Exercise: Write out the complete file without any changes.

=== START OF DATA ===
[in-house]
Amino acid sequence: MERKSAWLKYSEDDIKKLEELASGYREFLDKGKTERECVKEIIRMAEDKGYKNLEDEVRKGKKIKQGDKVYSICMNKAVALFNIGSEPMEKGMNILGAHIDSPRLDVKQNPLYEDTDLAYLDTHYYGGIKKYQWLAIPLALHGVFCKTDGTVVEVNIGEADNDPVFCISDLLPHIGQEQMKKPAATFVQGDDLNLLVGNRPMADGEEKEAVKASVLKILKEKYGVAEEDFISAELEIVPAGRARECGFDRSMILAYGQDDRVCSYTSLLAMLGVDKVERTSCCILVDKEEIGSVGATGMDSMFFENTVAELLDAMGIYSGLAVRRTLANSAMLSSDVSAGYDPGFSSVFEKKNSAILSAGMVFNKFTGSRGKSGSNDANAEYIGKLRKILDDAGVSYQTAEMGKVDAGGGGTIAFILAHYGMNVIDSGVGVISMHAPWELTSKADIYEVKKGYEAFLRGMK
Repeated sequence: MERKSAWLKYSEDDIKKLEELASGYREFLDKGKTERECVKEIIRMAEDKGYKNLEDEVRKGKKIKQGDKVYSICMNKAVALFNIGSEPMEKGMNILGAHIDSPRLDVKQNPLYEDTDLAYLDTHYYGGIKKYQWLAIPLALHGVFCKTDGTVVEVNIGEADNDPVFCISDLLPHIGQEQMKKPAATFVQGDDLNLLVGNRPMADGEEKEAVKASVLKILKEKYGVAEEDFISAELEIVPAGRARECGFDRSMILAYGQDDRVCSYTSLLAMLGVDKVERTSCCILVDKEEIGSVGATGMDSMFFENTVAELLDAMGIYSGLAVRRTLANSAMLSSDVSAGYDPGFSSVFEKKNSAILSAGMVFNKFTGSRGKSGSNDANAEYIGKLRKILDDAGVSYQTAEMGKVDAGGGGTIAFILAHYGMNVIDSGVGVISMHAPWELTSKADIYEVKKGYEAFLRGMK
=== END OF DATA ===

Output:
[in-house]
Amino acid sequence: MERKSAWLKYSEDDIKKLEELASGYREFLDKGKTERECVKEIIRMAEDKGYKNLEDEVRKGKKIKQGDKVYSICMNKAVALFNIGSEPMEKGMNILGAHIDSPRLDVKQNPLYEDTDLAYLDTHYYGGIKKYQWLAIPLALHGVFCKTDGTVVEVNIGEADNDPVFCISDLLPHIGQEQMKKPAATFVQGDDLNLLVGNRPMADGEEKEAVKASVLKILKEKYGVAEEDFISAELEIVPAGRARECGFDRSMILAYGQDDRVCSYTSLLAMLGVDKVERTSCCILVDKEEIGSVGATGMDSMFFENTVAELLDAMGIYSGLAVRRTLANSAMLSSDVSAGYDPGFSSVFEKKNSAILSAGMVFNKFTGSRGKSGSNDANAEYIGKLRKILDDAGVSYQTAEMGKVDAGGGGTIAFILAHYGMNVIDSGVGVISMHAPWELTSKADIYEVKKGYEAFLRGMK
Repeated sequence: MERKSAWLKYSEDDIKKLEELASGYREFLDKGKTERECVKEIIRMAEDKGYKNLEDEVRKGKKIKQGDKVYSICMNKAVALFNIGSEPMEKGMNILGAHIDSPRLDVKQNPLYEDTDLAYLDTHYYGGIKKYQWLAIPLALHGVFCKTDGTVVEVNIGEADNDPVFCISDLLPHIGQEQMKKPAATFVQGDDLNLLVGNRPMADGEEKEAVKASVLKILKEKYGVAEEDFISAELEIVPAGRARECGFDRSMILAYGQDDRVCSYTSLLAMLGVDKVERTSCCILVDKEEIGSVGATGMDSMFFENTVAELLDAMGIYSGLAVRRTLANSAMLSSDVSAGYDPGFSSVFEKKNSAILSAGMVFNKFTGSRGKSGSNDANAEYIGKLRKILDDAGVSYQTAEMGKVDAGGGGTIAFILAHYGMNVIDSGVGVISMHAPWELTSKADIYEVKKGYEAFLRGMK